Despite losing five of his seven ATP tour matches since returning properly in Estoril, De Minaur is determined to get back to the level that saw him rise to world number 24.

The Next Gen Star thinks it’s a confidence thing and is not easy to regain after an injury, “[It’s] just confidence. Playing matches, playing the big points right,” he explained.

“It’s something that you take for granted when things are going well. But when you have to stop and try to get back into it, it’s tough. Now I’m just keen to go out there and compete and play some good tennis.”

De Minaur continues his comeback surge this week when he competes in Atlanta, where he will face Bradley Klahn or Marius Copil in his first match.

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Nicolas Jarry Aims To Follow In Family Footsteps After Reaching Bastad Final

Nicolas Jarry looks to join his grandfather in winning an ATP title as he reaches the Bastad final.

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Nicolas Jarry (@FOXSport_Chile - Twitter)

Nicolas Jarry will look to follow in his grandfather’s footsteps tomorrow when he takes on Juan Ignacio Londero in the Bastad final. 

 

The Chilean was in fine form today as he beat another Chilean in Federico Delbonis in the semi-finals today, 6-3 6-2 in 64 minutes.

It is Jarry’s third ATP final and his second of the season following his final in Geneva, where he wasted two championship points to lose to Alexander Zverev.

Should the 23 year-old be triumphant on Sunday, he will join his grandfather as an ATP titlist after Jaime Fillol Sr. won six tour titles and finished a high of number 14 in the rankings in 1974.

Next up for Jarry is Cordoba champion Juan Ignacio Londero, who cruised past 2016 Swedish Open champion Albert Ramos-Vinolas in straight sets.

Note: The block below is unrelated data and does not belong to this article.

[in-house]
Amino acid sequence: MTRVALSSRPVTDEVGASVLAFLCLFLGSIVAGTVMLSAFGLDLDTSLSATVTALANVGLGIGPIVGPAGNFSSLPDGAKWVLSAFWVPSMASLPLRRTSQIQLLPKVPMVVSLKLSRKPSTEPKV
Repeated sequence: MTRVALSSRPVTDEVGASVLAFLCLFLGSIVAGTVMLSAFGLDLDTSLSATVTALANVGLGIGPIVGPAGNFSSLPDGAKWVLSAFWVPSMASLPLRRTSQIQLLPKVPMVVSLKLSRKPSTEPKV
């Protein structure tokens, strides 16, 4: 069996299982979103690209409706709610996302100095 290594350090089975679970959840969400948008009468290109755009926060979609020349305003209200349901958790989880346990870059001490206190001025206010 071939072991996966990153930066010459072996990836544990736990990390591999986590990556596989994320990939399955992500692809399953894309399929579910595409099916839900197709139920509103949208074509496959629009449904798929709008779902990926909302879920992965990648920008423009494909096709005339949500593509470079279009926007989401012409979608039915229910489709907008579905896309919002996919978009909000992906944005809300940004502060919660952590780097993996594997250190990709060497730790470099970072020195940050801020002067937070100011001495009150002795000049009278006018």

The 6-3 6-4 victory included the Argentinian winning 73% of his first service points as he dominated the Spaniard in the 1 hour and 21 minute win.

It will be the second final of the season for Londero, who has enjoyed thriving on the clay in 2019 which has helped him reach a career high ranking of 58 in the world in June.

A good sign for Londero, was that en route to winning his lone title in 2019 in Cordoba, he beat Jarry in their only previous ATP World Tour meeting.

Both men will look to cap off an excellent week tomorrow as the final is scheduled for 2pm local time.

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Alexander Bublik Praises Mentality Change Ahead Of Newport Semi-Finals

Alexander Bublik is on the rise after changing his mentality as he looks to win his first ATP title in Newport this weekend.

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Alexander Bublik (@TennisHalloFame - Twitter)

Alexander Bublik praises his change in his mental approach to tennis after reaching the semi-finals in Newport. 

 

The 22 year-old from Kazakhstan is arguably having one of the best seasons of his career, having reached a career high ranking of 82 in 2019.

Having won three challenger events in Budapest, Pau and Monterrey, Bublik is full of confidence and is currently trying to transition that form on the ATP tour.

In an interview with the ATP website, Bublik has praised a change in mentality for the improvement in form, “When I was a kid I got in mental troubles a lot because I was thinking, ‘I’ve got to win this match. I want to win this tournament’,” Bublik said to atptour.com.

“Then last year when I broke my ankle is when I realised it’s fine… I’ve got to work hard to make it here, to make more and more, so that’s why I’m working hard every day trying to succeed.”

There is no doubting that Bublik has the talent as he has a unique style, which includes tweeners and during his quarter-final match with Tennys Sandgren in Newport, hit four aces in a game which concluded with an underarm ace.

However the world number 83 has said that he entertains himself first and aims to stand out from the crowd, “I entertain myself first. That’s the most important thing for me,” Bublik explained.

“Always be a leader, not a follower, You just have to be your own leader, make your own decisions,” Bublik said when speaking about one of his tattoos.

Well Bublik’s fate is certainly in his own hands when he faces Marcel Granollers for a spot in his first ever ATP final on Saturday.

The other semi-final will see top seed John Isner take on 4th seed Ugo Humbert as the Frenchman looks to take advantage of an under-par American.

In both of his matches, Isner has needed a third set to overcome both Kamil Majchrzak and Matthew Ebden as he looks to win a 3rd title at the Hall Of Fame Open.